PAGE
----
SHOPO v. City & County of Honolulu

On February 22, 2018, Civil Beat requested the arbitration decision concerning Darren Cachola.  In September 2014, video surfaced that showed Cachola repeatedly beating a woman.  After the Honolulu Police Department (HPD) sought to terminate Cachola, the State of Hawaii Organization of Police Officers (SHOPO) filed a grievance, and an arbitrator ordered him reinstated in February 2018.  After HPD stated that it would release the arbitrator’s decision to the public, SHOPO filed a complaint to stop the City’s disclosure.  Because SHOPO did not name Civil Beat as a party to the lawsuit, Civil Beat moved to intervene on May 30, 2018, to protect the public right to disclosure of the government information that it requested.  The case was assigned to Judge Jeffrey P. Crabtree.  Civil No. 18-1-823-05 JPC.  On April 29, 2019, Judge Crabtree ordered disclosure of the arbitration decision and underlying HPD closing report with redactions.  Final judgment entered May 24, 2019.  SHOPO appealed, and Civil Beat cross-appealed.  Judge Crabtree stayed the disclosure decision pending SHOPO’s appeal.  On October 24, 2019, the Hawaii Supreme Court accepted the case on application for transfer.  SCAP-19-450.  The Supreme Court heard oral argument on December 8, 2020, and lifted the stay of disclosure pending appeal on December 16.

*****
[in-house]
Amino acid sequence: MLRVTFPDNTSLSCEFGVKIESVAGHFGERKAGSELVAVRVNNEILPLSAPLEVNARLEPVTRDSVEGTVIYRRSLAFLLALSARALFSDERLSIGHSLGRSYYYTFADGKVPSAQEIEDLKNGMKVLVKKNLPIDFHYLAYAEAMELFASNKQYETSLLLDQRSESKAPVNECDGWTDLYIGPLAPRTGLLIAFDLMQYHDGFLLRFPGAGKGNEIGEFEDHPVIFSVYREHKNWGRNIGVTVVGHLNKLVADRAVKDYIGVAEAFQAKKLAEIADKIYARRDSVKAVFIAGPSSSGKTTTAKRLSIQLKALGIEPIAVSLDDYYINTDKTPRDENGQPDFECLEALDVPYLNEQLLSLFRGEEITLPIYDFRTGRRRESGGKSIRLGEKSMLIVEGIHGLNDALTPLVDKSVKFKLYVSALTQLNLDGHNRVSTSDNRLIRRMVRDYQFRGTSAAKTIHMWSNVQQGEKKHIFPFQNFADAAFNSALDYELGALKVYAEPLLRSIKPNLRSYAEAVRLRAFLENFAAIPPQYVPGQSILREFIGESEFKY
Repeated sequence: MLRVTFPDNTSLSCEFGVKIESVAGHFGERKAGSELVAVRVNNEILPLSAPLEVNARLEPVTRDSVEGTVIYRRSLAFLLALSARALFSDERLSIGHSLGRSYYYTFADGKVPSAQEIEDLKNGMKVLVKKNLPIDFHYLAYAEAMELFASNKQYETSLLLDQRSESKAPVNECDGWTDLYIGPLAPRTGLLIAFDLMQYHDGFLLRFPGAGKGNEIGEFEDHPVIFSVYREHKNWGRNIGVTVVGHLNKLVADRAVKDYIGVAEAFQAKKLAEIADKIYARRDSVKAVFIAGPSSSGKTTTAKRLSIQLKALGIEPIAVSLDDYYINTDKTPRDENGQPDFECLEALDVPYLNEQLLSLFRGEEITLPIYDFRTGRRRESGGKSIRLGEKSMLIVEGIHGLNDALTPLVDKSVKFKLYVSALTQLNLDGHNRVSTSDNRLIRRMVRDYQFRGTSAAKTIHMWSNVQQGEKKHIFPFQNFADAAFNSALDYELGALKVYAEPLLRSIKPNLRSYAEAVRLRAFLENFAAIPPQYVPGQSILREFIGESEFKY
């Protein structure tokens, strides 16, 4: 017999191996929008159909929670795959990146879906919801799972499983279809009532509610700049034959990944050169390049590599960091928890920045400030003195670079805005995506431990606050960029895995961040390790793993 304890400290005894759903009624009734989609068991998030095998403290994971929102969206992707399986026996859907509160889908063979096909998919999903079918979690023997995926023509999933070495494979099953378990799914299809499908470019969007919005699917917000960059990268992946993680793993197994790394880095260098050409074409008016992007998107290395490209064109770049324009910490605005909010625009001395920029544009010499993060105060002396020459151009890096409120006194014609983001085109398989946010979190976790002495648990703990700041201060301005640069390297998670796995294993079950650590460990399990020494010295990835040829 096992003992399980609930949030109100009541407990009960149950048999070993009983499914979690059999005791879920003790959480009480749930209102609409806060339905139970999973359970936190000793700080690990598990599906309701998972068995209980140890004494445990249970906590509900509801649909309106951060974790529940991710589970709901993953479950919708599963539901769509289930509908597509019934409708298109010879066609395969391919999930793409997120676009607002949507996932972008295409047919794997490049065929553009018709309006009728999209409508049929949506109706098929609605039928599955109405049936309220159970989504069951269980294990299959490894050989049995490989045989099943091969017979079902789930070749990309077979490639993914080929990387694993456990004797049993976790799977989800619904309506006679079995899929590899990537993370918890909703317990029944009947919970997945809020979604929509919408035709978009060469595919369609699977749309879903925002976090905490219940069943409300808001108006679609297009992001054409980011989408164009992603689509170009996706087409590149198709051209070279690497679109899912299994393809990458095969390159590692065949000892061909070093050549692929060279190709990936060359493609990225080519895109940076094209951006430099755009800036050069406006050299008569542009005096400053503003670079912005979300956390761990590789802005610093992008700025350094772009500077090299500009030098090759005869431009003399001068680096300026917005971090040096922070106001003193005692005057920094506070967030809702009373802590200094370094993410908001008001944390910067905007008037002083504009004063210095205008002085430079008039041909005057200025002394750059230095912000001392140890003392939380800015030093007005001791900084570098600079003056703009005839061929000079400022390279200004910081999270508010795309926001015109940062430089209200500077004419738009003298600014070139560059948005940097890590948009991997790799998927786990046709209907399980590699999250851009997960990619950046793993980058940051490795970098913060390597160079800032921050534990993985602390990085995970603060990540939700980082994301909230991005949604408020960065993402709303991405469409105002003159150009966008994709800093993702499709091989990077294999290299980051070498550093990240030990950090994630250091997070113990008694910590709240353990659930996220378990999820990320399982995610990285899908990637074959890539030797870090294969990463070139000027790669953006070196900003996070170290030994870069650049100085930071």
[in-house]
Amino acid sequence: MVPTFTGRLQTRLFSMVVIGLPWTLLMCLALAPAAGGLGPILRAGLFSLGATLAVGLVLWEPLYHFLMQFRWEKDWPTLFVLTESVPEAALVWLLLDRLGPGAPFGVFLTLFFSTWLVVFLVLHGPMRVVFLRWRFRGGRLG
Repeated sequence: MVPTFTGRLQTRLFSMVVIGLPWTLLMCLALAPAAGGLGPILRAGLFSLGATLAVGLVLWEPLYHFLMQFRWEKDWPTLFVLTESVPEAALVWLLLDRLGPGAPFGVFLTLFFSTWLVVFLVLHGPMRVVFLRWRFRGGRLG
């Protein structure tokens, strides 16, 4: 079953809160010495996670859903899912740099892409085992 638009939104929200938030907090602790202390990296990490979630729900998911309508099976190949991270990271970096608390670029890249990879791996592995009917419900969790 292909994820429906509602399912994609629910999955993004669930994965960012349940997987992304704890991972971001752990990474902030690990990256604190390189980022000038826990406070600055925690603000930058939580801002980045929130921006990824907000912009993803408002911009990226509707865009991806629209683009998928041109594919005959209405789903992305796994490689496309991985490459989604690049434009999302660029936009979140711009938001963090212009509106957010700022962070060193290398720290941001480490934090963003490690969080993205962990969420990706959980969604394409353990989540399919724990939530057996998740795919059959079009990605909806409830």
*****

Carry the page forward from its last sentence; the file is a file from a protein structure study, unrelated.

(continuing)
On September 17, 2021, the Hawaii Supreme Court issued its opinion, holding, among other things:  (1) there is no private right of action under the UIPA to stop disclosure of records; (2) the constitutional right of privacy is not defined by UIPA privacy balancing; and (3) the public has a strong public interest in police misconduct records.